Front cover of ‘Danger In The Club’
by Ed Biggs
Following the breathless reviews of their signature song ‘Best Of Friends’ that put them on the radar at the end of 2012, Palma Violets scrambled to capitalise on the exposure with the rushed release of their debut album 180, a record that displayed promise but was low on original ideas and ultimately undercooked. The fallout from that release nearly broke them apart, according to recent interviews with the band, until intervention from their label and new producer John Leckie (Radiohead, The Stone Roses) helped re-energise and re-focus them. Hopefully, with two and a half more years of experience and wisdom under their belts, Palma Violets can deliver on the promise they displayed when they first emerged.
Much like its predecessor, Danger In The Club (terrible title, by the way) constantly teeters on the edge of total sonic chaos, but this time round displays a greater variety of ideas. It is effectively their debut, version 2.0, designed to rectify the first mistakes of 180, something reflected in the almost identical artwork – another largely monochrome shot of the band posing outside a shabby-looking building. And for the first handful of songs, the gritty, grotty music backs that up, with perhaps a wider sprinkling of influences than last time. The daft ‘Hollywood (I Got It)’, which sees Fryer barking “Fresh fish! I got it!” like some rock version of the £1 fish man, is set some pretty impeccable surf-punk and new wave. ‘Girl, You Couldn’t Do Much Better (On The Beach)’ is a convincing facsimile of late Ramones, and the flamboyant strut of both the title track and ‘Gout! Gang! Go!’, with their chunky Clash-esque rhythms, are decent.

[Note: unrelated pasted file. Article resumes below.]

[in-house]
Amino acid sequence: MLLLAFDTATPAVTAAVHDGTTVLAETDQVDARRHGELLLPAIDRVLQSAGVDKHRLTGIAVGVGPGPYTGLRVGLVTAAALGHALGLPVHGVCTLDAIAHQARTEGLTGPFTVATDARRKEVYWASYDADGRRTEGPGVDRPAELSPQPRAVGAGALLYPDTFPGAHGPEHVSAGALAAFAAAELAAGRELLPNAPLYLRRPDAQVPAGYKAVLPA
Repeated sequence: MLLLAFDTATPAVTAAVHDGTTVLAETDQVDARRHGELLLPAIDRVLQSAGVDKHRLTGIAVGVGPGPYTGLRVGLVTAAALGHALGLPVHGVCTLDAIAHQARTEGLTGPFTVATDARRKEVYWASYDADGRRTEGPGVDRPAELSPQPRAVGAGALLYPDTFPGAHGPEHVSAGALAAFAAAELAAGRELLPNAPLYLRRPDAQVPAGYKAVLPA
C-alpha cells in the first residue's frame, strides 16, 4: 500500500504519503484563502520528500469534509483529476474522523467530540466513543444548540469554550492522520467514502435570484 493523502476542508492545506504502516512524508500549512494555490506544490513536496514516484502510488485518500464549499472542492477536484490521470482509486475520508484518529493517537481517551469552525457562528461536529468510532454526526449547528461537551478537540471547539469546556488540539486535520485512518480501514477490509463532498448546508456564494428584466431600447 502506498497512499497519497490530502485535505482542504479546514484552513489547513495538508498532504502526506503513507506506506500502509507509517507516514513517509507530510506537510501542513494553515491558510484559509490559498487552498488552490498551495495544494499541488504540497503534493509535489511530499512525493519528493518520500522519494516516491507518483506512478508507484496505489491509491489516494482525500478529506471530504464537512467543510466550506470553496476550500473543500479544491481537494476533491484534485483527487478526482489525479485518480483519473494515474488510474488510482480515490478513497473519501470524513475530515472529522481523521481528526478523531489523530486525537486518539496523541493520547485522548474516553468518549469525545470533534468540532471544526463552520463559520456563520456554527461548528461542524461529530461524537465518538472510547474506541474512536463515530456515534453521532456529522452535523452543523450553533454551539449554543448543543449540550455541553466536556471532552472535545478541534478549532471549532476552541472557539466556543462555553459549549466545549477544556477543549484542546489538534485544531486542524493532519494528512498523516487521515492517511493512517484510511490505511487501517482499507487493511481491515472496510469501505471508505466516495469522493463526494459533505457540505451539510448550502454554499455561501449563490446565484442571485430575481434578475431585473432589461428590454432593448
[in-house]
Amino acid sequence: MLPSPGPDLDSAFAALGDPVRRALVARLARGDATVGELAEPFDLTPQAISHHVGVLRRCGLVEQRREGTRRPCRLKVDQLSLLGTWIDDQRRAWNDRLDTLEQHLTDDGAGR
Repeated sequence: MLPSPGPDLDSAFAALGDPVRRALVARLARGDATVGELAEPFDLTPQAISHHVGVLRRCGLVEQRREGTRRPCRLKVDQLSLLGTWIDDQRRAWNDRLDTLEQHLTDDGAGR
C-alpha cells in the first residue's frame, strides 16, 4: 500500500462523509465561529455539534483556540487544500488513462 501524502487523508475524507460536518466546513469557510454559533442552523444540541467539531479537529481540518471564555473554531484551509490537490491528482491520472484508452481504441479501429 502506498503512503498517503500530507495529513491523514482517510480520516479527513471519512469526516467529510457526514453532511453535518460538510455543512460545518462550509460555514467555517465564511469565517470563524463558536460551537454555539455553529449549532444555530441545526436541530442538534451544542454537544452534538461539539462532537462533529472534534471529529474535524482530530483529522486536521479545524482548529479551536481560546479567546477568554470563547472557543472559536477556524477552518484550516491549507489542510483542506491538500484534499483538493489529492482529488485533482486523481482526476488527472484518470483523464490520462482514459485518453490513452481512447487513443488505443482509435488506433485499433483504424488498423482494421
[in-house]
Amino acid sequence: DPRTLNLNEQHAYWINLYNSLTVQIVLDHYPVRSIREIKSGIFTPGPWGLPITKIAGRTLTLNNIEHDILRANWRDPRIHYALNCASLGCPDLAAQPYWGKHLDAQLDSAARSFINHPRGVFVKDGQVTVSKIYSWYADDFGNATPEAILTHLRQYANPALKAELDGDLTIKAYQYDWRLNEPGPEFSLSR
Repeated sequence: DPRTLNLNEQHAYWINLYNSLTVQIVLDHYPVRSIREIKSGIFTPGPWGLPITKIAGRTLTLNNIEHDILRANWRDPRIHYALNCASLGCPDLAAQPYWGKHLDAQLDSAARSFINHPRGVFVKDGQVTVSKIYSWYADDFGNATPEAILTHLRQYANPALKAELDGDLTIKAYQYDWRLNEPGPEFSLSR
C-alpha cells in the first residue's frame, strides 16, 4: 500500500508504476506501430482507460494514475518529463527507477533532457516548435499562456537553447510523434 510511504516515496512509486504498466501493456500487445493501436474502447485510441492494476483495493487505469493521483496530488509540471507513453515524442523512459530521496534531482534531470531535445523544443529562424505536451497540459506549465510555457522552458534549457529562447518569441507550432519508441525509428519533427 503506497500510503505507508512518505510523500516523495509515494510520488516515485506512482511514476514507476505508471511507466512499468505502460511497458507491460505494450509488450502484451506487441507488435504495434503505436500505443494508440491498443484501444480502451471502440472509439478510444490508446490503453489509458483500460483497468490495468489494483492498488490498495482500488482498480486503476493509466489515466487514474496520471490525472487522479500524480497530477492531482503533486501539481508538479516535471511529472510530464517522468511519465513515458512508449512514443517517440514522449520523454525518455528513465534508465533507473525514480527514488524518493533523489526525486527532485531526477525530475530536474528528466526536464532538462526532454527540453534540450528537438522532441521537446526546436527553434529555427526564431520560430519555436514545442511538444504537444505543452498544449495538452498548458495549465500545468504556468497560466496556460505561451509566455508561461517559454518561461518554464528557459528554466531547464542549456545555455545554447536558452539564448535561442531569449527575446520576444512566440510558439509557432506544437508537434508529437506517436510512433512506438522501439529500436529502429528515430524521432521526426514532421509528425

As we get deeper into the album, a sense of experimentation begins to seep in, and the chemistry between Fryer and Jesson is highlighted. The softer-edged ‘Coming Over To My Place’s pay-off line “I’d rather be dead than be in love” is exactly the kind of sing/shout-along that’s Palma Violets’ strength, and the kind of thing missing all too often from 180. The rowdy current single ‘English Tongue’, which closes the album and builds a layer of piano into the mix, is a similarly enjoyable moment. Best of all is the acoustic ode to an ex ‘The Jacket Song’, which sees Fryer apologise for his behaviour – “we had a pact but I was fucked / that’s just how it goes”, that makes a neat change of pace amid the swirling, clattering noise that characterises the rest of the album.
The major problem remains from the first time around, which is that Palma Violets are a much more effective live band than they are on record. They simply cannot seem to capture the riotous power of their performances in the studio, which prevents it from being anything more than transiently enjoyable. Which, if you’re simply looking for dumb rock’n’roll thrills, is fine. Another significant flaw lies in Fryer and Jesson’s largely incomprehensible shouted vocals, which are masked and distorted, presumably in an attempt to get an ‘authentic’ grotty rock ‘n’ roll feel. It sounds good for a bit, but it hinders the enjoyment for anybody who wants to engage with the band on anything deeper than a surface level. Danger In The Club is far from the classic album that the group clearly want this to be, but at least it rings true: you simply can’t fault their enthusiasm or their conviction. But time is now running out for Palma Violets to prove their critics wrong. (6/10)
Listen to Danger In The Club here!
Tags: album, Chilli Jesson, Danger In The Club, Ed Biggs, Palma Violets, review, Sam Fryer
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